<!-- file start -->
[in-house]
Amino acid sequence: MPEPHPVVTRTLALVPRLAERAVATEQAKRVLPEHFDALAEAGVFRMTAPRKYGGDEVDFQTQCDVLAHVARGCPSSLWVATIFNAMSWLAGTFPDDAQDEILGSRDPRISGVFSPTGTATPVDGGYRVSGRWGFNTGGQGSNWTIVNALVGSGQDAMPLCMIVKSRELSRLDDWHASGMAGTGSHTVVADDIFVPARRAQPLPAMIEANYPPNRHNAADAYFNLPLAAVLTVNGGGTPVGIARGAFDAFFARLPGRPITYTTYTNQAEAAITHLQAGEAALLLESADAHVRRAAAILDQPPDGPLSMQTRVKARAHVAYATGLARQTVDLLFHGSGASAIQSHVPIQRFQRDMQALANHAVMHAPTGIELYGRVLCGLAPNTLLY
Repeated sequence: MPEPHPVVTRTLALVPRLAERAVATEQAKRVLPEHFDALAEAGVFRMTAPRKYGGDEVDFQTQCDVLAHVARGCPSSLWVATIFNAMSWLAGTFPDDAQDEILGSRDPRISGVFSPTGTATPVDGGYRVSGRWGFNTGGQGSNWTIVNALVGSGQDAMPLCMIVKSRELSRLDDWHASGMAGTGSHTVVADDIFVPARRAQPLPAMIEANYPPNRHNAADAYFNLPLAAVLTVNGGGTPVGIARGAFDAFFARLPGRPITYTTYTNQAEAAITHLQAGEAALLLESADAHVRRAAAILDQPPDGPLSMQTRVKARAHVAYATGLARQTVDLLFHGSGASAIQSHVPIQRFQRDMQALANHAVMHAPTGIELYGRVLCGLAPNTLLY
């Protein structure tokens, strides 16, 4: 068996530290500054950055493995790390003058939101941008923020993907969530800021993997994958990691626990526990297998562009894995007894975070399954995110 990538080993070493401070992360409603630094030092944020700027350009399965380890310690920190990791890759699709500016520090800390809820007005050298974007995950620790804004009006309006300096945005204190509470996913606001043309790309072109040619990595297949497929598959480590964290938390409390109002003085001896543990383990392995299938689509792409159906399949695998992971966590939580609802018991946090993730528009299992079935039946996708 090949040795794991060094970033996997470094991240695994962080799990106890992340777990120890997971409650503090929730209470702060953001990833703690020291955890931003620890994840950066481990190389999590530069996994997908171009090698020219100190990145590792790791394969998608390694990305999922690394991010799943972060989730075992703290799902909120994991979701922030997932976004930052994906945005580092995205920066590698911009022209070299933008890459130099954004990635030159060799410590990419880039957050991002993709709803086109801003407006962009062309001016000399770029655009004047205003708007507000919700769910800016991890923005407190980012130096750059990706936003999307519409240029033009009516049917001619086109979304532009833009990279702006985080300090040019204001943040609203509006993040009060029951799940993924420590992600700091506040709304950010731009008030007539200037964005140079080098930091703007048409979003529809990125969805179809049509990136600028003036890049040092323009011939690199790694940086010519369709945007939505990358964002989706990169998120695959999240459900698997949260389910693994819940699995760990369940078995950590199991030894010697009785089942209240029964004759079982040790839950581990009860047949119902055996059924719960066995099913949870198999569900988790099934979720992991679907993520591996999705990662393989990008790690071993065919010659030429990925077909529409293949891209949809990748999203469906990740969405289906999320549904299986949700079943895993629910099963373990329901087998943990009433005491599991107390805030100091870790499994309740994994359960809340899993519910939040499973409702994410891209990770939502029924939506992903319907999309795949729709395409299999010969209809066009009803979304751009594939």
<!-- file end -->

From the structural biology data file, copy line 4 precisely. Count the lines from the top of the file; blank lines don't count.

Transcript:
């Protein structure tokens, strides 16, 4: 068996530290500054950055493995790390003058939101941008923020993907969530800021993997994958990691626990526990297998562009894995007894975070399954995110 990538080993070493401070992360409603630094030092944020700027350009399965380890310690920190990791890759699709500016520090800390809820007005050298974007995950620790804004009006309006300096945005204190509470996913606001043309790309072109040619990595297949497929598959480590964290938390409390109002003085001896543990383990392995299938689509792409159906399949695998992971966590939580609802018991946090993730528009299992079935039946996708 090949040795794991060094970033996997470094991240695994962080799990106890992340777990120890997971409650503090929730209470702060953001990833703690020291955890931003620890994840950066481990190389999590530069996994997908171009090698020219100190990145590792790791394969998608390694990305999922690394991010799943972060989730075992703290799902909120994991979701922030997932976004930052994906945005580092995205920066590698911009022209070299933008890459130099954004990635030159060799410590990419880039957050991002993709709803086109801003407006962009062309001016000399770029655009004047205003708007507000919700769910800016991890923005407190980012130096750059990706936003999307519409240029033009009516049917001619086109979304532009833009990279702006985080300090040019204001943040609203509006993040009060029951799940993924420590992600700091506040709304950010731009008030007539200037964005140079080098930091703007048409979003529809990125969805179809049509990136600028003036890049040092323009011939690199790694940086010519369709945007939505990358964002989706990169998120695959999240459900698997949260389910693994819940699995760990369940078995950590199991030894010697009785089942209240029964004759079982040790839950581990009860047949119902055996059924719960066995099913949870198999569900988790099934979720992991679907993520591996999705990662393989990008790690071993065919010659030429990925077909529409293949891209949809990748999203469906990740969405289906999320549904299986949700079943895993629910099963373990329901087998943990009433005491599991107390805030100091870790499994309740994994359960809340899993519910939040499973409702994410891209990770939502029924939506992903319907999309795949729709395409299999010969209809066009009803979304751009594939």